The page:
No extra support for workers in lockdown areas because ‘the national debt is rising’, government says

Communities secretary says support package enough after northern leaders warn it is ‘insufficient’ and will destroy communities

Jon Stone
Policy Correspondent
Sunday 11 October 2020 13:59
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Robert Jenrick: 'We can't do everything, we're in deep recession'

The government has ruled out giving more support to workers and businesses hit by new lockdowns in the north of England because of concerns it would cost too much.

Communities secretary Robert Jenrick said on Sunday that “the national debt is rising” and that “we can’t do everything” to protect all jobs.

He was responding to a warning by northern leaders on Saturday that the support package unveiled by the government was “insufficient” and would see “communities plunged into hardship”.

The mayors of Greater Manchester, Sheffield, Merseyside and Tyneside said the scheme – which covers just two-thirds of wages and only applies to some workers in specific sectors – would “level down the north of England and widen the north-south divide”.

But Mr Jenrick told Sky News: “We can’t do everything. We’re in a deep recession, the national debt is rising.

“I think most reasonable people would see that the chancellor’s put in place an unprecedented package of support.

“This is a good safety net for those individuals but we understand that it will be very difficult for them. The winter is going to be a very challenging one and we can’t promise to protect every job or every business.

“We can promise to offer hope and opportunity to those individuals who want to or will need to look for new jobs and opportunities.”

The refusal to improve the support package for people hit by the lockdown comes amid disquiet on the Conservative party’s right wing over the amount of public money being spent by the chancellor Rishi Sunak.

But proponents of extra support point out that public borrowing is currently effectively free because of negative interest rates, making it a good time for the government to spend money.

The new scheme only pays two-thirds of wages compared to 80 per cent on the previous furlough scheme, and only covers businesses whose premises are forced to close by law rather than indirectly shut because of economic pressures. Labour estimates that the scheme will cover just 6.5 per cent of the jobs in restricted or shut down sectors.

Shadow work and pensions secretary Jonathan Reynolds said there was “anger and frustration” in his Greater Manchester constituency and across the north at the government’s approach and that “people think they’ve been treated with contempt and not with respect”.

He said the government had squandered its opportunities to tackle the virus, adding: “The fact is there are going to have to be further measures and the reason for that is the government have lost control: they’ve lost control of the messaging, they’ve lost control of test and trace, they’ve lost control of the virus unfortunately. That means we are going to have to have further measures: that wasn’t inevitable.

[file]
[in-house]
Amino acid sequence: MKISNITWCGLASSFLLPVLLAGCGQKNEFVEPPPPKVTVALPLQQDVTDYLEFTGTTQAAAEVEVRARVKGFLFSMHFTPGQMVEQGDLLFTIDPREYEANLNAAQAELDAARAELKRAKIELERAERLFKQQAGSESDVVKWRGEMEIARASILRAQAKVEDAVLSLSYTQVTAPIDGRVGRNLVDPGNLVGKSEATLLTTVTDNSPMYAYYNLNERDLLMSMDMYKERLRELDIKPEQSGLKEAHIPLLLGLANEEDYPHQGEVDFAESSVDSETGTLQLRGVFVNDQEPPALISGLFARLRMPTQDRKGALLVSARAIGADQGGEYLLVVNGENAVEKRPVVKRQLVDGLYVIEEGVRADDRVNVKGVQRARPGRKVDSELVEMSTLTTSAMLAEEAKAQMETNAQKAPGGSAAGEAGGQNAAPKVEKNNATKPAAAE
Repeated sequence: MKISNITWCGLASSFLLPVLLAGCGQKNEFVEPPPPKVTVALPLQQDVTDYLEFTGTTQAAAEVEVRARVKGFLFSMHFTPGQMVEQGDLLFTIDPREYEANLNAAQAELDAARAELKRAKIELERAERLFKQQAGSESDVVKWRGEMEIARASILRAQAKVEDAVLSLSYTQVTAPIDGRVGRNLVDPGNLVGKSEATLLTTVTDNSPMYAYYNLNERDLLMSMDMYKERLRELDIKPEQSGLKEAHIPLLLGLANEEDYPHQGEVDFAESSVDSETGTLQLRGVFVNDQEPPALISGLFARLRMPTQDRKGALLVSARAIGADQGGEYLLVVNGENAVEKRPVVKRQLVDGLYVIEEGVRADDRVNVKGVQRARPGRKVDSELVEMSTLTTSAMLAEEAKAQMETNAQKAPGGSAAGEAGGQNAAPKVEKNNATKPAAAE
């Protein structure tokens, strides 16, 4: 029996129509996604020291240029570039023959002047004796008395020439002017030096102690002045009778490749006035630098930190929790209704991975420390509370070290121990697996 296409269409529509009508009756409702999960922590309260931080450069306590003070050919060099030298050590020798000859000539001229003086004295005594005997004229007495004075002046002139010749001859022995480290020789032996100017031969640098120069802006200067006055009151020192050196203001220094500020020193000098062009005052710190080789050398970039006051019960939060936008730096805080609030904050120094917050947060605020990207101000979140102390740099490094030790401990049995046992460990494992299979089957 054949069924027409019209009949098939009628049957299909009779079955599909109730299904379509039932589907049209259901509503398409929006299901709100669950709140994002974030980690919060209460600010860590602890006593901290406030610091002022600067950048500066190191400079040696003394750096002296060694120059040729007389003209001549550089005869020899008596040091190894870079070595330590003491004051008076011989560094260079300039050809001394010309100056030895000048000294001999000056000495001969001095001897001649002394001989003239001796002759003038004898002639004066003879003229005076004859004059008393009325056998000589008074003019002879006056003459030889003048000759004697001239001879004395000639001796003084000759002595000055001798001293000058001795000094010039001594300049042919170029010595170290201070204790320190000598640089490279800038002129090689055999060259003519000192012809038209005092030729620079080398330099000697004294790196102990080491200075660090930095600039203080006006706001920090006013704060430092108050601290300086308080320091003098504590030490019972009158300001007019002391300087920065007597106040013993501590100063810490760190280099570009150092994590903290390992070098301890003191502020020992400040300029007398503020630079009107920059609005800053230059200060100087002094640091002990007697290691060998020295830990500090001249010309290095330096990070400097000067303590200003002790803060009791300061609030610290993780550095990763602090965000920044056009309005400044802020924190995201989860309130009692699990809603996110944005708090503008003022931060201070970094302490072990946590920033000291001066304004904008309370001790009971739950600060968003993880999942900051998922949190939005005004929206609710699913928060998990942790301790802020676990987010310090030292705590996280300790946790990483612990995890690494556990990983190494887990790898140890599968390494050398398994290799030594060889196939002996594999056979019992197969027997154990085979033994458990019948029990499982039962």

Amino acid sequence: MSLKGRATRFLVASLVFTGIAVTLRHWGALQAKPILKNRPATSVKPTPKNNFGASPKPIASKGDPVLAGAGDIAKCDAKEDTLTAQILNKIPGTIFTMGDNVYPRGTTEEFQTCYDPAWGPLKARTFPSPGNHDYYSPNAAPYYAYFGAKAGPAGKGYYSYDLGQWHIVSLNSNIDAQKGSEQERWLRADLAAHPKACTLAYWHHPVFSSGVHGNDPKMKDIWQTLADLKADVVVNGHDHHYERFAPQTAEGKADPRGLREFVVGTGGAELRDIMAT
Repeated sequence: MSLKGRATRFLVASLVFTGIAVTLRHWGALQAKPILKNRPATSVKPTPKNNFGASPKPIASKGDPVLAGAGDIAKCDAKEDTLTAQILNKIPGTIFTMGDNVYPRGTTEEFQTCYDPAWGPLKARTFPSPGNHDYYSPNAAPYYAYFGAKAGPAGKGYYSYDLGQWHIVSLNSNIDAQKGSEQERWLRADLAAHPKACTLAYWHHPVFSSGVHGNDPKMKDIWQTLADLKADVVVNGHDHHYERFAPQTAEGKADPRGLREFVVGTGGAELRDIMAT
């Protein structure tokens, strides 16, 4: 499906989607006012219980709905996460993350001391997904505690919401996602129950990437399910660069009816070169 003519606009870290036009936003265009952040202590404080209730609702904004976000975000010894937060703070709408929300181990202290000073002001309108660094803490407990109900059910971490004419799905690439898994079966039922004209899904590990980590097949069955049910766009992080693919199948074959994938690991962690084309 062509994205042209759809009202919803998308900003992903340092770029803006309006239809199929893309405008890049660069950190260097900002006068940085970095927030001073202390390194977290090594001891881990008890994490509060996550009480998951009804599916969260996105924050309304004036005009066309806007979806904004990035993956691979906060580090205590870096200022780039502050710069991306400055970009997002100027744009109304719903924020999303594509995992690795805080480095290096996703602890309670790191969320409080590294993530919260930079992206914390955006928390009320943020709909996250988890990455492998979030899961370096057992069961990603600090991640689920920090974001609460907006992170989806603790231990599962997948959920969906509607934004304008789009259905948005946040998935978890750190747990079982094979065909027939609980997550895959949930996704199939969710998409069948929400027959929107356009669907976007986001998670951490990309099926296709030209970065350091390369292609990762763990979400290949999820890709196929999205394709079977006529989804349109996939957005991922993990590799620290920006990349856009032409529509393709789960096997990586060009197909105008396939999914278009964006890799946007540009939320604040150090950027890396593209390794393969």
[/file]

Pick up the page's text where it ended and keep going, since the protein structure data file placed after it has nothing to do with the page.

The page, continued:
Boris Johnson and Chancellor Rishi Sunak do not want to spend more money on workers

“That time we got from the lockdown and the development of what should have been an effective test and trace system should have meant we have to get to that position. But the crucial point is this: further restrictions have to come with economic support.

“The situation for businesses here in my constituency is not acceptable. How can they plan for next week? They’ve had nine weeks of very restrictive local restrictions, that has had a huge impact on them, of course it has – and now we find out we will learn tomorrow what is going on. The prime minister’s got to get a grip on this, he’s got to come to parliament – but crucial any further restrictions have to come with extra support.”

Mayor of Greater Manchester Andy Burnham had a similar stark message for the government.

“If you go ahead with this financial package, in my view, that will be to break what the government said it would do when they were elected,” he told Times Radio.

“If they continue with this, jobs will be lost, businesses will collapse, the fragile economies of the north will be shattered.

“The government has a real choice here, if it proceeds on the path it is on, in my view, the central so-called mission of this government to level-up will be over.”

But responding to criticism of the substance and style of the government’s announcement Mr Jenrick said: “I think that is a very significant intervention. It’s building on the winter economy plan that the chancellor had set out two weeks ago, it was very well received, it was supported by the TUC and the CBI.

“As you say it ensures that those workers in businesses that are asked to close by law are then able to receive two-thirds of their unearned wages. We’re also providing those business grants to the small and medium sized businesses that need them.”

He claimed that the government had worked closely with local leaders on the plan, adding: “I appreciate that people working in certain sectors and businesses owners will be feeling very concerned but we’ve set out, I think, a fair and generous package to support them. We’ve spent the weekend working with those local leaders: it’s not correct what you heard from Jonathan Reynolds that there hasn’t been good communication, I’ve spent the whole weekend talking to leaders on Merseyside and Greater Manchester from other parts of the country.”

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